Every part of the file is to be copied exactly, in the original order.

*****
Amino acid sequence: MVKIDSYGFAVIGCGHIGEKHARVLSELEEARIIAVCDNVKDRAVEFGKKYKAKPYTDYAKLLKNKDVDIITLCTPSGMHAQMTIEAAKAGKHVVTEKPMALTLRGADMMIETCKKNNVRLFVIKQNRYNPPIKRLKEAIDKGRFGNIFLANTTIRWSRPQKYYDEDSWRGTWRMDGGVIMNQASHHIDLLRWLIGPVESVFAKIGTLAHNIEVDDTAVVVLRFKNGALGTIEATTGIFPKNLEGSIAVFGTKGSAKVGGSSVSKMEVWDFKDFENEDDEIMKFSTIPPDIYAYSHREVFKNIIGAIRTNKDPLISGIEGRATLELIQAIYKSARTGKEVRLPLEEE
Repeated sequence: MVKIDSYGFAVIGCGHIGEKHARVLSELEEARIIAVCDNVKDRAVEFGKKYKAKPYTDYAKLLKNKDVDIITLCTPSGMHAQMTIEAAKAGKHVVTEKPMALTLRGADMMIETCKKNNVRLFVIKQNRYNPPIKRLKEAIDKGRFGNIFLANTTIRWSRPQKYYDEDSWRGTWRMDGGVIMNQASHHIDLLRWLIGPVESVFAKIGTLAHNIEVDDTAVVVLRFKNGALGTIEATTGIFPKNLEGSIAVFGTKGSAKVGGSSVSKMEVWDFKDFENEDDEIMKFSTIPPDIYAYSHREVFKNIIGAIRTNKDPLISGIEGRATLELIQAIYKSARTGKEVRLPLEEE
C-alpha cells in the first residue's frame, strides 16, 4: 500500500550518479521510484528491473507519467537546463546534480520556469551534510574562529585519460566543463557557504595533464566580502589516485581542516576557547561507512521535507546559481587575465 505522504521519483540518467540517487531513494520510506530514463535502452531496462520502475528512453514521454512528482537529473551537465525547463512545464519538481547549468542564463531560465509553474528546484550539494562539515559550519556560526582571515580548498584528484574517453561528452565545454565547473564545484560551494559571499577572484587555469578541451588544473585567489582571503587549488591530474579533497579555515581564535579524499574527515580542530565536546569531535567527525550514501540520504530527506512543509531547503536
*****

Amino acid sequence: MVKIDSYGFAVIGCGHIGEKHARVLSELEEARIIAVCDNVKDRAVEFGKKYKAKPYTDYAKLLKNKDVDIITLCTPSGMHAQMTIEAAKAGKHVVTEKPMALTLRGADMMIETCKKNNVRLFVIKQNRYNPPIKRLKEAIDKGRFGNIFLANTTIRWSRPQKYYDEDSWRGTWRMDGGVIMNQASHHIDLLRWLIGPVESVFAKIGTLAHNIEVDDTAVVVLRFKNGALGTIEATTGIFPKNLEGSIAVFGTKGSAKVGGSSVSKMEVWDFKDFENEDDEIMKFSTIPPDIYAYSHREVFKNIIGAIRTNKDPLISGIEGRATLELIQAIYKSARTGKEVRLPLEEE
Repeated sequence: MVKIDSYGFAVIGCGHIGEKHARVLSELEEARIIAVCDNVKDRAVEFGKKYKAKPYTDYAKLLKNKDVDIITLCTPSGMHAQMTIEAAKAGKHVVTEKPMALTLRGADMMIETCKKNNVRLFVIKQNRYNPPIKRLKEAIDKGRFGNIFLANTTIRWSRPQKYYDEDSWRGTWRMDGGVIMNQASHHIDLLRWLIGPVESVFAKIGTLAHNIEVDDTAVVVLRFKNGALGTIEATTGIFPKNLEGSIAVFGTKGSAKVGGSSVSKMEVWDFKDFENEDDEIMKFSTIPPDIYAYSHREVFKNIIGAIRTNKDPLISGIEGRATLELIQAIYKSARTGKEVRLPLEEE
C-alpha cells in the first residue's frame, strides 16, 4: 500500500550518479521510484528491473507519467537546463546534480520556469551534510574562529585519460566543463557557504595533464566580502589516485581542516576557547561507512521535507546559481587575465 505522504521519483540518467540517487531513494520510506530514463535502452531496462520502475528512453514521454512528482537529473551537465525547463512545464519538481547549468542564463531560465509553474528546484550539494562539515559550519556560526582571515580548498584528484574517453561528452565545454565547473564545484560551494559571499577572484587555469578541451588544473585567489582571503587549488591530474579533497579555515581564535579524499574527515580542530565536546569531535567527525550514501540520504530527506512543509531547503536